On that day I will send him. A great deal (of injustice) has been done to me. A great deal (of injustice) has been done to my son also. You have accepted what other people have said. Put an end to it now. Too much has been done.

The Maharani was removed from the fort on the afternoon of 15 May 1848, to spend rest of her life in exile in Nepal and in London thereafter. The kingdom of her husband and son had been taken by the British Empire during her ten-month 'house arrest' at the Sheikhupura Fort.

The strong impact of this fort on the political history of Punjab as well as over all India and even neighboring Afghanistan can be judged by the fact that the Sikh Empire played a considerable role in institutionalisation and defense on western border of India, which played decisive role in normalisation of affairs up to Delhi.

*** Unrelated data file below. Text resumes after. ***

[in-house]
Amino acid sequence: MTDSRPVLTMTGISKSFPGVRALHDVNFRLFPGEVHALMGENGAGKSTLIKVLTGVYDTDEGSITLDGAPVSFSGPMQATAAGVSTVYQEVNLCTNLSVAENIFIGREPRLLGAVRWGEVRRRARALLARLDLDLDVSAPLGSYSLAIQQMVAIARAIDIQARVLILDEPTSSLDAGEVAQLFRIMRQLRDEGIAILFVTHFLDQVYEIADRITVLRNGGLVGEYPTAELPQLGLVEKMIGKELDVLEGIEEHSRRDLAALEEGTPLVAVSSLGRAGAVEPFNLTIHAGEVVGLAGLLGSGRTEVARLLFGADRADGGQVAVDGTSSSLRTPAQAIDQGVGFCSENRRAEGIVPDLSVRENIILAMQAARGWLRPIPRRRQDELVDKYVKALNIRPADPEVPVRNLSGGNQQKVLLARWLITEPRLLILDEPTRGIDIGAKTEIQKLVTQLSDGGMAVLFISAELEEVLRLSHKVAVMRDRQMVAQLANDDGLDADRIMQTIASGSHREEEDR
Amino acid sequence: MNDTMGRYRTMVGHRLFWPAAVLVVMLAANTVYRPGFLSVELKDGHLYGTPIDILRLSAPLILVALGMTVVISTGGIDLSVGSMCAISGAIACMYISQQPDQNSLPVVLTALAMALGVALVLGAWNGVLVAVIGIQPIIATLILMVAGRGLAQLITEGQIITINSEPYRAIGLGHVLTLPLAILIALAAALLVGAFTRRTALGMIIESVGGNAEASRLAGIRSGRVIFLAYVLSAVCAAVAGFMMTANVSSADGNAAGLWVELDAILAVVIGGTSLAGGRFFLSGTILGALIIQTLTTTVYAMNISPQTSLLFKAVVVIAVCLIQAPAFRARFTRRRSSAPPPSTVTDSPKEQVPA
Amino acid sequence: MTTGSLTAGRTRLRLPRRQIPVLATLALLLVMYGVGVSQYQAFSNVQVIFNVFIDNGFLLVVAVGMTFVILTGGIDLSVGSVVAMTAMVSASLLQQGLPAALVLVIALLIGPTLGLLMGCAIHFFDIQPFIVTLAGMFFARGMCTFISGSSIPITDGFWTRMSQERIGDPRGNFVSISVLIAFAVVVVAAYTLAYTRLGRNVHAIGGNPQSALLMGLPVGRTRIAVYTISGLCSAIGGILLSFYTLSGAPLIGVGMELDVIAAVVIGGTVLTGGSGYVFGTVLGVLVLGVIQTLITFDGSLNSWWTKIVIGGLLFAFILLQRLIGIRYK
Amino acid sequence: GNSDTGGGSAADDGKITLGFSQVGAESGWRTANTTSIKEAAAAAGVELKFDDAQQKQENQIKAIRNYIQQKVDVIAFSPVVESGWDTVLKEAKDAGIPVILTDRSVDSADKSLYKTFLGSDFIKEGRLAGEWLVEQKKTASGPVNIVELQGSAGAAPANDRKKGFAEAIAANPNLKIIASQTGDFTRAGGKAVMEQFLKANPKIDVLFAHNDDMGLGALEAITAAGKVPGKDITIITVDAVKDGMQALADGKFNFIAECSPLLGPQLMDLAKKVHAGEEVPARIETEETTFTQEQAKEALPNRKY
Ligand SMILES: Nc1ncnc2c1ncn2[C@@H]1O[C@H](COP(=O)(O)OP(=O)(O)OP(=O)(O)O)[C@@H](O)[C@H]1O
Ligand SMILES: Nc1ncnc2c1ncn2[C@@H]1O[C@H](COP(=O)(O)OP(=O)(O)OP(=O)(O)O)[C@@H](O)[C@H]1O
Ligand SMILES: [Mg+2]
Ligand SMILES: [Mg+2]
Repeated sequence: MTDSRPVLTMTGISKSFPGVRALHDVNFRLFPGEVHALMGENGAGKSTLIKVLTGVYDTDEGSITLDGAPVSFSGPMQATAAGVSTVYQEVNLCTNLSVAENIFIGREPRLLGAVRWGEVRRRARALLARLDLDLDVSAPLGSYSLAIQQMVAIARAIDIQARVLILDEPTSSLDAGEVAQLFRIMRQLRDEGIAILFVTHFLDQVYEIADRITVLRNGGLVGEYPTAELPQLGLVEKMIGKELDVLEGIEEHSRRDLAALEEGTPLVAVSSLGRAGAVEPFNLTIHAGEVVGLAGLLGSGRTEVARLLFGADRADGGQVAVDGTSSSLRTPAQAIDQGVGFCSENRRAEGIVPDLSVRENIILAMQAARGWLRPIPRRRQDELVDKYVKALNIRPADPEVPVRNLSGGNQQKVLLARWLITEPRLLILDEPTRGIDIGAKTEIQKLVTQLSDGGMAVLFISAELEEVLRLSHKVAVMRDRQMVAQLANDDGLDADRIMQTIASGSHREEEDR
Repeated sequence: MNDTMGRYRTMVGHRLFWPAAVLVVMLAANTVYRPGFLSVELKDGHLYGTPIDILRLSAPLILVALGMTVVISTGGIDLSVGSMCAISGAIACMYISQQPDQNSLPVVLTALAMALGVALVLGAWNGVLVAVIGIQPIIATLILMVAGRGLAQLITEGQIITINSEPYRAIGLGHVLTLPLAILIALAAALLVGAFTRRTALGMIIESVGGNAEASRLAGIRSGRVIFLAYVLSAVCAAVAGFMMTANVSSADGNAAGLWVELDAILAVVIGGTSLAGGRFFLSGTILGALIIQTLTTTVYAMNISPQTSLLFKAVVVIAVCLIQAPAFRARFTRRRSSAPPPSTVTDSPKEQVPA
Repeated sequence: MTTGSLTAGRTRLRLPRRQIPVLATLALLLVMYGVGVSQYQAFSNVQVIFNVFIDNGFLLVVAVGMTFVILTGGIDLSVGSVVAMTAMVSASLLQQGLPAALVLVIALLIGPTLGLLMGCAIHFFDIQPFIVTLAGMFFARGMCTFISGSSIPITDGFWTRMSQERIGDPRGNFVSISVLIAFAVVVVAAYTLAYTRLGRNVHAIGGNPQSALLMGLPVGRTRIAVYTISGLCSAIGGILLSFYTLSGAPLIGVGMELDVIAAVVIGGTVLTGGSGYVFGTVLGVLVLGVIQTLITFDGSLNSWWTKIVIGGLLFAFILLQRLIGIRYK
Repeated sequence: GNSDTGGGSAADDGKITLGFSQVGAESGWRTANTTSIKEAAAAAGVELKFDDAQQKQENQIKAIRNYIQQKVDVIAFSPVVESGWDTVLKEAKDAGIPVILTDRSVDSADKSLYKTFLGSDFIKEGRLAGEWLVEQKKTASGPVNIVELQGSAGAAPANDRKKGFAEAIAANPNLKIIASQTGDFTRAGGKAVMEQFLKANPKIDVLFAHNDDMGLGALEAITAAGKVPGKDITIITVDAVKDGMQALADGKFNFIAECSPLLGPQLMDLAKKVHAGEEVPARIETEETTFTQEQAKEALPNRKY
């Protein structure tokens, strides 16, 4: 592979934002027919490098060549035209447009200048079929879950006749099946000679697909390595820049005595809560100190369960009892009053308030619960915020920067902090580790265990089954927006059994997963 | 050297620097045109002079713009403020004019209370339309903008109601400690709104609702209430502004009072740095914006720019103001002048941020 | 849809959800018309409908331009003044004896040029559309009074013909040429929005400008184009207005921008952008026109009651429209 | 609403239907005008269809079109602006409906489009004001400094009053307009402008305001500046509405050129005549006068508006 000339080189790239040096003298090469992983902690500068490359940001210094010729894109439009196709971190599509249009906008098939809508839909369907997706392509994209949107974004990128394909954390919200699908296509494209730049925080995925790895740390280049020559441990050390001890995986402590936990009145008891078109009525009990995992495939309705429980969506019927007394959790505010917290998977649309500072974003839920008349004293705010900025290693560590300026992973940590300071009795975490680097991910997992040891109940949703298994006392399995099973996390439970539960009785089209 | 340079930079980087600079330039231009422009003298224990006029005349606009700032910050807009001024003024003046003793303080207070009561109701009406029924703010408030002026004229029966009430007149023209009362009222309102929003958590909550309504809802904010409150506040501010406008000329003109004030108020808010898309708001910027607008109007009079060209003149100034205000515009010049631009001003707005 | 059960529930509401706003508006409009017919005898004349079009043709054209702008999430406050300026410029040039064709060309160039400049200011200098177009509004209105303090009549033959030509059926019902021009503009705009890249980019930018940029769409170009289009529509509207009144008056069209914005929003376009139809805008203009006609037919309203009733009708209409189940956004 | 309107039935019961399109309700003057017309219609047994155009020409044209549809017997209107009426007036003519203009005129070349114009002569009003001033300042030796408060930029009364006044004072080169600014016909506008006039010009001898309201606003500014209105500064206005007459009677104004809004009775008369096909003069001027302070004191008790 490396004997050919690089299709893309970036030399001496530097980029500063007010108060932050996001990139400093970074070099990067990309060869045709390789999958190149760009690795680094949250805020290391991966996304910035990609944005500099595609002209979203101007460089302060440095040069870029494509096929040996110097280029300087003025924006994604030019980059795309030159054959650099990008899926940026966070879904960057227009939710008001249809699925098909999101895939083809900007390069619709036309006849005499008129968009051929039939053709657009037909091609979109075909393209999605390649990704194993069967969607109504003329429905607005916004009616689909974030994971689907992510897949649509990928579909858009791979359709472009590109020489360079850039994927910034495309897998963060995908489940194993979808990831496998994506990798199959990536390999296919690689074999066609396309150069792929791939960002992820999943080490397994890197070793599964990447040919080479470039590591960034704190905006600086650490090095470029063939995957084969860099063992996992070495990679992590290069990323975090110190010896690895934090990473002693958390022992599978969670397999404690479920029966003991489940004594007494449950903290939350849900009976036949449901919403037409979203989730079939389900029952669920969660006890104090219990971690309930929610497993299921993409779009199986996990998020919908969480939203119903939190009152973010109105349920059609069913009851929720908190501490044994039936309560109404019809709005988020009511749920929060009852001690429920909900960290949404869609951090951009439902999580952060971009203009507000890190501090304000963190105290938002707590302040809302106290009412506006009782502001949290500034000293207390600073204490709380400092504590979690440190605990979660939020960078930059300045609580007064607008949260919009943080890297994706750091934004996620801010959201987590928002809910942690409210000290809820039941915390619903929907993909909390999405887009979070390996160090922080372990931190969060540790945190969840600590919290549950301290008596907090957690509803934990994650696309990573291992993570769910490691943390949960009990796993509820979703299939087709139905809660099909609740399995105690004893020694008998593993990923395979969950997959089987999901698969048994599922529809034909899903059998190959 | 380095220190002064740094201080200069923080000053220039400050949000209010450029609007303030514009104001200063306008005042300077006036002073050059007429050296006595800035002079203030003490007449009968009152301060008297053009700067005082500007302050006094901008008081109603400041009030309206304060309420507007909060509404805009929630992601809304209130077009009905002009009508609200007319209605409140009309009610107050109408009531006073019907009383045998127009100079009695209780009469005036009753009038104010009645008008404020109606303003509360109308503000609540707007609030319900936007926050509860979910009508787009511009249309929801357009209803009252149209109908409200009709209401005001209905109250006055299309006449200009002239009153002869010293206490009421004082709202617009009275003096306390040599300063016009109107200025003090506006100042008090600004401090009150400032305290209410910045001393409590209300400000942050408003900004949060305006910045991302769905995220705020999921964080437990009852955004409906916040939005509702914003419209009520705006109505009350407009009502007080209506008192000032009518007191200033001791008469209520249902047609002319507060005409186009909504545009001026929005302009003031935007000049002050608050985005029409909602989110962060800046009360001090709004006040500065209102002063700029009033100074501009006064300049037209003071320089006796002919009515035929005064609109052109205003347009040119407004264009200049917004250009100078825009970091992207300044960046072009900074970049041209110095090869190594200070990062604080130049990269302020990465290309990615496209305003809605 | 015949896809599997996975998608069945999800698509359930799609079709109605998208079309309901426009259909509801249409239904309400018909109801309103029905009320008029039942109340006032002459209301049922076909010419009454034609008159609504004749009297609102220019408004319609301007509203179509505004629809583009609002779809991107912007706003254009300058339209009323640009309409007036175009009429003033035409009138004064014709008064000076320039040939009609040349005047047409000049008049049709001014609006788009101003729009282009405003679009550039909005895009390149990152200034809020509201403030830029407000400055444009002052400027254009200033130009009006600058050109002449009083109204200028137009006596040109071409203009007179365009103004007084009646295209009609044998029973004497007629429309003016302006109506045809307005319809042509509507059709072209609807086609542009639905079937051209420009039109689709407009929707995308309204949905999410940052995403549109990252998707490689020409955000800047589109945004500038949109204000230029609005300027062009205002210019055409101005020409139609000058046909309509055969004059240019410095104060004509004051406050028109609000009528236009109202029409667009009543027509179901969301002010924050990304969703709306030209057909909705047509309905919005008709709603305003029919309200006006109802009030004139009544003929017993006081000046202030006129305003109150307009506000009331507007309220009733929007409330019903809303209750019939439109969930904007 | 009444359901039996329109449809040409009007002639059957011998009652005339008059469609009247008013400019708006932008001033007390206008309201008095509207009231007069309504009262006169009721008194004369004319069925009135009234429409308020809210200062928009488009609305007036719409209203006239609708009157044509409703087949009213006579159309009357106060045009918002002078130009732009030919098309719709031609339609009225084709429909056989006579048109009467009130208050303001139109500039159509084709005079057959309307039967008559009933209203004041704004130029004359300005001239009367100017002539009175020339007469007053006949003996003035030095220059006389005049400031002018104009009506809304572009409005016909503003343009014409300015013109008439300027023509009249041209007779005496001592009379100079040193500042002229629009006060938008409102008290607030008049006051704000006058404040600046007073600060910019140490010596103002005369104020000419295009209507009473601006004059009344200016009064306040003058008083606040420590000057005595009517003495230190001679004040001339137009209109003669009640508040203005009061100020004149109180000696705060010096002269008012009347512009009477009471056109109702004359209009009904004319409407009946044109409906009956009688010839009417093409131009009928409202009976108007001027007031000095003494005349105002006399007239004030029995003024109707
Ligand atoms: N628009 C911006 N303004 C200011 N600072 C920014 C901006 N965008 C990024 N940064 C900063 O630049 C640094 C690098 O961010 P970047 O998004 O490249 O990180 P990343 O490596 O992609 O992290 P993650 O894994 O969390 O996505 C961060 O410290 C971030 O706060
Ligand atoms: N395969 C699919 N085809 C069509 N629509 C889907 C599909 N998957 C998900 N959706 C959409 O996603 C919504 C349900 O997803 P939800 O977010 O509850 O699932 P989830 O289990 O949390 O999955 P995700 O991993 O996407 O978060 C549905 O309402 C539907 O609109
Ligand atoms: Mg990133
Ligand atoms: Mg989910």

An established Sikh state, at its peak, had extended from Tibet in the east to the Khyber Pass in west to Kashmir in the north and to Sindh in the south. In late 40s of 19th century this state, however, collapsed to the arms of British rule, mainly due to its institutional failure and indiscipline in ranks.

During British rule, this fort was used as an administrative headquarters of Gujranwala district from 1849 to 1851. However, on transfer of the district headquarters to Gujranwala town it was left to serve for some time as a military outpost. After the split of administration in 1918 a new district was created in Sheikhupura. The fort then housed the police headquarters of newly created district.

After partition of India in 1947 it was briefly used by the immigrants from Indian Punjab and later by encroachers, from whom it came to the possession of the Department of Archaeology, Pakistan, in 1967.